Upcoming EU sports nutrition law revamp – a win for industry?


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The way sports foods are regulated in the EU is set to change. But how? Craig Simpson, EU food law expert with Steptoe & Johnson in the UK, gives his view likely outcomes and industry impacts.

“Certainly one possibility is that sports foods will just fall back into the normal food law – in other words there won’t continue to be as there is at the moment a dedicated legislative framework for specific food groups which will include sports foods,” ​Simpson said recently at FiE in Paris.

Suitability statements, claims

He said he expected the multi-billion euro industry to be able to cope with the changes.

“I don’t think that is going to be as big a deal for industry as it might sound. One thing it will do is remove the possibility to make what they call ‘suitability statements’ on sports food products which does give manufacturers at the moment some scope to make statements which are something like claims.

“In fact there is an argument that you could actually include a health claim in such a statement but that is something that is not really decided and is debated between authorities and industry.”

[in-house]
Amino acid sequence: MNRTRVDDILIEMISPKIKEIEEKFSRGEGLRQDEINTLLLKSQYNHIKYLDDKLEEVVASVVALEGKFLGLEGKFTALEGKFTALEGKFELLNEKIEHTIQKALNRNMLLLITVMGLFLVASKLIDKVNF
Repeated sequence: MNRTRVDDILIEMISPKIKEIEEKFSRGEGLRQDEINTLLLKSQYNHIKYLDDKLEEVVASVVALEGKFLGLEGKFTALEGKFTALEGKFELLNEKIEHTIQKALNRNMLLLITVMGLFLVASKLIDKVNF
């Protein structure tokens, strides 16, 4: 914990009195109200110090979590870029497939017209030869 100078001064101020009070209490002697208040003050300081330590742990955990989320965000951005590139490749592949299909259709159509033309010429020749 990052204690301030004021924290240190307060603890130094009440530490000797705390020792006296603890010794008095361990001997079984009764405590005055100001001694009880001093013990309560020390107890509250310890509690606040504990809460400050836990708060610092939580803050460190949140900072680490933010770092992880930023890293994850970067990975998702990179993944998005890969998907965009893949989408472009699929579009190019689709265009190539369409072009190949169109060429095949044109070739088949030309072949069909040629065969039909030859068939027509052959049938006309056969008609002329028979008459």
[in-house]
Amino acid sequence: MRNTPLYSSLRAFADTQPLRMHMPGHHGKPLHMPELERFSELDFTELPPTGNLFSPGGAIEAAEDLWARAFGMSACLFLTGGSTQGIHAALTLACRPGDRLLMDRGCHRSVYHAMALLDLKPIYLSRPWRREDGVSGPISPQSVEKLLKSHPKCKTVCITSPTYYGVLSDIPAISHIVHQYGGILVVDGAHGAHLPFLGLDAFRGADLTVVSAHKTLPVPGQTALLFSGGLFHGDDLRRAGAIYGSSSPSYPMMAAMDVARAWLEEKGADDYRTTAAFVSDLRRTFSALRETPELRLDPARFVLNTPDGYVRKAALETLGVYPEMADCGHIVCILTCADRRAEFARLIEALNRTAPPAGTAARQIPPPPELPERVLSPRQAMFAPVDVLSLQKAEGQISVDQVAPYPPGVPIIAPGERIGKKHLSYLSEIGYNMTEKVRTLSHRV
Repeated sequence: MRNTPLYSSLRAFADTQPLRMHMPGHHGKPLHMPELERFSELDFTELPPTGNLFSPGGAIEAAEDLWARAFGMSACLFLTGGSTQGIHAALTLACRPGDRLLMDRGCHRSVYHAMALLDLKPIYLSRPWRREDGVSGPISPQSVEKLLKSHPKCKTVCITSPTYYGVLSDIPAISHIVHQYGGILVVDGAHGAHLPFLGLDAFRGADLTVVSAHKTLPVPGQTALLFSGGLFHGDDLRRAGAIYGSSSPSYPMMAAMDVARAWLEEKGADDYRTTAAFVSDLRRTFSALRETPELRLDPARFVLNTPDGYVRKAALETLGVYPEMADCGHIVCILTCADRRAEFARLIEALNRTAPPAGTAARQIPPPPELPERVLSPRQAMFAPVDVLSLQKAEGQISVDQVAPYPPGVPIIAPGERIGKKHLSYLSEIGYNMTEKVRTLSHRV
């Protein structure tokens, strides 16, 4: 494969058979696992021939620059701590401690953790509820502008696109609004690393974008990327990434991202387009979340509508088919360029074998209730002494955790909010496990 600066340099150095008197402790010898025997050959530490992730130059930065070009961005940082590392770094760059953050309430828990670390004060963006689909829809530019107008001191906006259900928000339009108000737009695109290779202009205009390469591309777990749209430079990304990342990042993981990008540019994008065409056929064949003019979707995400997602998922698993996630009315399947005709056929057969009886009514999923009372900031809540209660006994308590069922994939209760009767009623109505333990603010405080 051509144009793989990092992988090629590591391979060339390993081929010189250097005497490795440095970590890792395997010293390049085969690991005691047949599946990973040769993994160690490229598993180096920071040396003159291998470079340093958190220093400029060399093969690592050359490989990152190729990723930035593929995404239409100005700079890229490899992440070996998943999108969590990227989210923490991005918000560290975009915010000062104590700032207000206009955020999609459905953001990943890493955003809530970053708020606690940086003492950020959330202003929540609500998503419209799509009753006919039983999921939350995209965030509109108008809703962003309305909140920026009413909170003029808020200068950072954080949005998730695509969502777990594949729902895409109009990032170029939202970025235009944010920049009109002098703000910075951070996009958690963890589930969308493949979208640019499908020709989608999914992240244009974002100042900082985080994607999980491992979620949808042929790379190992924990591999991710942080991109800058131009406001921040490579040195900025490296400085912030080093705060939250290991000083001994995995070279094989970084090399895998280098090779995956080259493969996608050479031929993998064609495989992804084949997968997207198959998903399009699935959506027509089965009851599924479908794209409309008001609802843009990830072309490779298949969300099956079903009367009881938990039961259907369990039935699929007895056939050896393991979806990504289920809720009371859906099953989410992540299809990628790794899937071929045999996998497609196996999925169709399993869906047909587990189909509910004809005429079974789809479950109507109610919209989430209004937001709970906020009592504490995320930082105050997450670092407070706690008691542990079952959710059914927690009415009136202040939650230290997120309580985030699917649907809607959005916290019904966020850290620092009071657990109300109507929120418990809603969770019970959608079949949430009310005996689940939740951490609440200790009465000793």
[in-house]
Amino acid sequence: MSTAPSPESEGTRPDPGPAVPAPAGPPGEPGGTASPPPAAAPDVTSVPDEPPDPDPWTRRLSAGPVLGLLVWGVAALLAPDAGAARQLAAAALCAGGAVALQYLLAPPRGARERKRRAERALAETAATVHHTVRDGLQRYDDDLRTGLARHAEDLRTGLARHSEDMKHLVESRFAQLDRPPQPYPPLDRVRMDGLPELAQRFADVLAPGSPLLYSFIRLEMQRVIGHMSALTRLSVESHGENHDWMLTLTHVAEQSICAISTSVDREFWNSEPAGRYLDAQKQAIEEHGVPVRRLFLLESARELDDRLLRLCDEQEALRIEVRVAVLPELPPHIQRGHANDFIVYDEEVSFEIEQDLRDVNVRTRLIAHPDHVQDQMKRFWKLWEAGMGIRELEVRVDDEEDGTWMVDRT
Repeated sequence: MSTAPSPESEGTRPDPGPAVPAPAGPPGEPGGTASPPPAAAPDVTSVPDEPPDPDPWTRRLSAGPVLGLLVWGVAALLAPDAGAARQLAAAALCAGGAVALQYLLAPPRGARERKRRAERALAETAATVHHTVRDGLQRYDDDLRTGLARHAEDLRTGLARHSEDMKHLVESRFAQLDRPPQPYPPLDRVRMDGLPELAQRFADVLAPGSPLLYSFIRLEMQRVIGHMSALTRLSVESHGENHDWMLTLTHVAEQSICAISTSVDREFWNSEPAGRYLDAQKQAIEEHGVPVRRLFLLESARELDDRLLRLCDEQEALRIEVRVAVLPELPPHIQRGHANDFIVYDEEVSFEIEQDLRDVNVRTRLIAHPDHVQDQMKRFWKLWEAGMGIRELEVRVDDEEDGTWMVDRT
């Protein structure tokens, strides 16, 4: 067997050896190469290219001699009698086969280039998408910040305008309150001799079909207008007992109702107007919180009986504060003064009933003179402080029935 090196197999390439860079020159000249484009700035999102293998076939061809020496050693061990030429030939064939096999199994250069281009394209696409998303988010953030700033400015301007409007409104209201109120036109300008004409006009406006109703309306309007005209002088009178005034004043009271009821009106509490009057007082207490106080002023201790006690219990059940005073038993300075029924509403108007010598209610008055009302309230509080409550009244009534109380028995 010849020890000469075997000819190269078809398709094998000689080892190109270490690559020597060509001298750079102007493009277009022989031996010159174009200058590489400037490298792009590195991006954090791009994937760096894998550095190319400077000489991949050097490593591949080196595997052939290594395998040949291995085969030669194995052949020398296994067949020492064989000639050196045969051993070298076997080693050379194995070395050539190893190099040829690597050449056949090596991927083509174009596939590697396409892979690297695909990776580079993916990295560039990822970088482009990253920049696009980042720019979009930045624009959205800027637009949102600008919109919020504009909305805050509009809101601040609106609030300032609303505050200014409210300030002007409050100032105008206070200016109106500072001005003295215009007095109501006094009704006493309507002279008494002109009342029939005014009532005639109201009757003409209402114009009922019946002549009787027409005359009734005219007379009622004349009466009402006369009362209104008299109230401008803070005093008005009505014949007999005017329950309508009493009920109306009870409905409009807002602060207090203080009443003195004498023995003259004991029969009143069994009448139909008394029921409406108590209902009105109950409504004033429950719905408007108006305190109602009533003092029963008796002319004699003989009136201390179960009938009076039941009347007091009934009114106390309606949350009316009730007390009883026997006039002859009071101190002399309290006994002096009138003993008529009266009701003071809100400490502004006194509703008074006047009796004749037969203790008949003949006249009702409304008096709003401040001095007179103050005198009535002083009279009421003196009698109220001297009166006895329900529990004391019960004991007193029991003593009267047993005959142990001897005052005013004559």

But the tight EU health claims regime was unlikely to change significantly.

“The bigger issue is the claims that can be made on sports foods today – although they do allow things like protein claims and muscle building claims in terms of protein …and also some other claims on vitamins and so on …still the number of claims that can be made are actually quite restricted and that’s been a problem for industry.”

“Specifically branched chain amino acids – you can’t make any claims on those at the moment despite their massive popularity and widespread usage. Of course if you go the States for example there are amino acid claims all over the shop. So for companies who are operating in Europe that’s quite restrictive for certain sports products.”

More stringent?

sports body buidling steroid dangeous doping

Simpson said the momentum for tighter regulation was being boosted by sector groups like the European Specialist Sports Nutrition Association (ESSNA). 

“It’s true that associations are very responsibly – like ESSNA for example – from what I understand are actually pushing almost for tighter regulation because they want a level playing field and they want the responsibility and the reputation of the industry to improve because at the moment it does seem like they are becoming a scapegoat every time in relation to doping, in relation to safety incidents that are suffered by athletes and so on so I think for that reason they are pushing for a tighter framework which is kind of an unusual situation.”

After publication ESSNA got in touch to say it wasn't tighter regulation the group sought, but appropriate legislation.

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